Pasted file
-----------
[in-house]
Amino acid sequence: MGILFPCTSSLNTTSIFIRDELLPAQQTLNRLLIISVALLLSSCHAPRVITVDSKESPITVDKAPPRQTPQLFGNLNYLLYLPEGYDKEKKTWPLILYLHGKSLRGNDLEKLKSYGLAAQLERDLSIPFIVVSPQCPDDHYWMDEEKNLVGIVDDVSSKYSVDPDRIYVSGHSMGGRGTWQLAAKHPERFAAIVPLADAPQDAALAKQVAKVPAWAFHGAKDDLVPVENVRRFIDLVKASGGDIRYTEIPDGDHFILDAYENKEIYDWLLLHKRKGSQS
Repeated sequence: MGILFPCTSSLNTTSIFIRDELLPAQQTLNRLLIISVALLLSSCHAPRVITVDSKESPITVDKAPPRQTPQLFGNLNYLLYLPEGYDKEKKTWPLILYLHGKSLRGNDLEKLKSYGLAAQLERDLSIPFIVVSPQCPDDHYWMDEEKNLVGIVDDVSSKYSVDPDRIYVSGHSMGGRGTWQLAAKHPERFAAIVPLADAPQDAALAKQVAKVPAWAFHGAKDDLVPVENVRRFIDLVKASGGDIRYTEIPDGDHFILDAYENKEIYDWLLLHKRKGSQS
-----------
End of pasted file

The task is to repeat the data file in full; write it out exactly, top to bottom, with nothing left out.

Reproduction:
[in-house]
Amino acid sequence: MGILFPCTSSLNTTSIFIRDELLPAQQTLNRLLIISVALLLSSCHAPRVITVDSKESPITVDKAPPRQTPQLFGNLNYLLYLPEGYDKEKKTWPLILYLHGKSLRGNDLEKLKSYGLAAQLERDLSIPFIVVSPQCPDDHYWMDEEKNLVGIVDDVSSKYSVDPDRIYVSGHSMGGRGTWQLAAKHPERFAAIVPLADAPQDAALAKQVAKVPAWAFHGAKDDLVPVENVRRFIDLVKASGGDIRYTEIPDGDHFILDAYENKEIYDWLLLHKRKGSQS
Repeated sequence: MGILFPCTSSLNTTSIFIRDELLPAQQTLNRLLIISVALLLSSCHAPRVITVDSKESPITVDKAPPRQTPQLFGNLNYLLYLPEGYDKEKKTWPLILYLHGKSLRGNDLEKLKSYGLAAQLERDLSIPFIVVSPQCPDDHYWMDEEKNLVGIVDDVSSKYSVDPDRIYVSGHSMGGRGTWQLAAKHPERFAAIVPLADAPQDAALAKQVAKVPAWAFHGAKDDLVPVENVRRFIDLVKASGGDIRYTEIPDGDHFILDAYENKEIYDWLLLHKRKGSQS